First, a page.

Your strategy needs a "discovery" phase

Leaders can increase the chances of success of their growth strategy by testing the different market opportunities and their assumptions through a portfolio of results projects.This article, written by Claudio Avila, first appeared in Linkedin on September 2016.
Most companies are busy now thinking about their strategy for next year. And what we all want is to achieve early results and confirm that we´re on the right track. But it seldom turns out that way.

We often assume that with sufficient analysis of the market opportunities we can easily picture a predictable path of where the company will go forward. But markets don’t necessarily behave the way we assumed nor competitors stay static.

In order to move faster into execution, you´ll have to run a “discovery” phase as part of your strategy plan, similarly to the way innovation is managed specially for growth strategies. This means generating ideas of what could work in the market (ideation); testing your ideas and assumptions about the market in real time to learn what works in the market, and what doesn't (rapid experimentation); and then use the data and the learning to decide how to adapt or scale your strategy (incubation).

For instance, a bakery producer in North America wanted to enter the frozen segment of the market but had no experience in the US. To test its strategy, the company initiated a series of rapid pilot projects aimed at securing at least one client from any of the potential segments of the market like wholesalers, restaurant chains, schools and universities, and hospitals. In each project the company had to test product formulation to meet client´s standards; try different plants and freezers, sometimes subcontracted, to meet the expected cost; and to adapt to the clients buying schedule. Within the next few months, a national restaurant chain asked for a store test, which they started right away. The bids from the other projects provided enough data to continue shaping a sales strategy to win business with a major national wholesaler, who in turn had business with national restaurant chains. This first experience led to team to think about a combined strategy for pushing products to wholesalers in order to reach retailers and selling directly to retailers who in turn would pull products from wholesalers. The company is now executing this strategy pursuing both wholesalers and national restaurant chains, and scaling up the store test with the first client.

Also an insurer in Latin America wanted to introduce value-added insurance products to move away from traditional and less profitable lines. His team brainstormed a number of products and selected a few markets to test them. Teams were assigned to each opportunity and were challenged to achieve real sales in 100 days. A team in charge of a product for Directors and Officers selected Brazil and Argentina as their focus and quickly created a product that they sold to 2 first clients. The team then created additional related products and expanded their reach to other countries becoming one of the largest businesses of its kind in the LA insurance industry. Over the next two years, eight to ten more business opportunities were pursued in the same way generating $200 m of additional revenue, accelerating the realization of the initial strategy.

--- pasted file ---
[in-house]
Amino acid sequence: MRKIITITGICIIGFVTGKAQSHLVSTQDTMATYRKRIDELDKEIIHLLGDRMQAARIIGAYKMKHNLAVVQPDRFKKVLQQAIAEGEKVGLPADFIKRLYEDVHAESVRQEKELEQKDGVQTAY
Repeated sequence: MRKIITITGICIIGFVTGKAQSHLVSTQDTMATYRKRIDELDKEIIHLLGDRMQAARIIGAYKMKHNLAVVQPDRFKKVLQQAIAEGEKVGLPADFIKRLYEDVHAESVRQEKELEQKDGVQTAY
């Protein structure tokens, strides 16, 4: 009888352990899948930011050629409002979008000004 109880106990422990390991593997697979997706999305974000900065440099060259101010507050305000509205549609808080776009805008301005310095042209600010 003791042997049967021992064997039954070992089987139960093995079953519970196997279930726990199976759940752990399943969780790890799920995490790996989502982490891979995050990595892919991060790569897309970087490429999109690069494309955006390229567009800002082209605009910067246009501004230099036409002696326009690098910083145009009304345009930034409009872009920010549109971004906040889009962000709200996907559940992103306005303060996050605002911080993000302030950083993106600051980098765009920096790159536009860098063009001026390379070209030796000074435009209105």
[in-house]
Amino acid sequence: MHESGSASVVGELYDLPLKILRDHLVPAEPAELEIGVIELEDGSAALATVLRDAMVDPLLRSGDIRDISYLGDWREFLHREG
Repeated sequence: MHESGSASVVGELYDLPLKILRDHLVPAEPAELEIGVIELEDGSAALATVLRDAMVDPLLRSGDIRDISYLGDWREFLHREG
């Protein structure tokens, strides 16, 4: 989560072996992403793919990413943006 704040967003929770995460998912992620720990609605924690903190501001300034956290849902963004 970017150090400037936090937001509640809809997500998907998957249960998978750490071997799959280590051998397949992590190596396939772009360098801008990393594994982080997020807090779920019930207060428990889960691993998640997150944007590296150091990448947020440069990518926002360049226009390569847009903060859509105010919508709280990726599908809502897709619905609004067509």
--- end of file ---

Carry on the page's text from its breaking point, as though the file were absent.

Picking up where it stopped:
A fast way to discover how to make your strategy work includes the following steps:

  • Prioritize. Guide your team to select products or markets that have the greatest impact on revenue and represent new territory and new risk to the company. Assign each opportunity of the portfolio to leaders and cross-functional teams and bring them together to brainstorm and put together the initial strategy.
  • Launch. Challenge teams to achieve real sales or profits in 100 days to prove the underlying assumptions of the strategy in a relevant representation of clients or geographies.
  • Integrate. Bring teams together regularly to share the learning, iterate, and shape the unifying strategy.
  • Expand. Work with the teams to scale up and engage large numbers of people from across the company to deploy the evolving strategy and create a bigger impact.

This approach can also be applied to other generic strategies like Increase Profitability and Capabilities, Launch a New Business, or Shape the Business Portfolio.

If you are in the final stages of signing off your strategy plan, you still have time now to figure out how your strategy would work and ensure your teams will have a great start next January.

So, where are you in the planning process and what are the chances of success?
    
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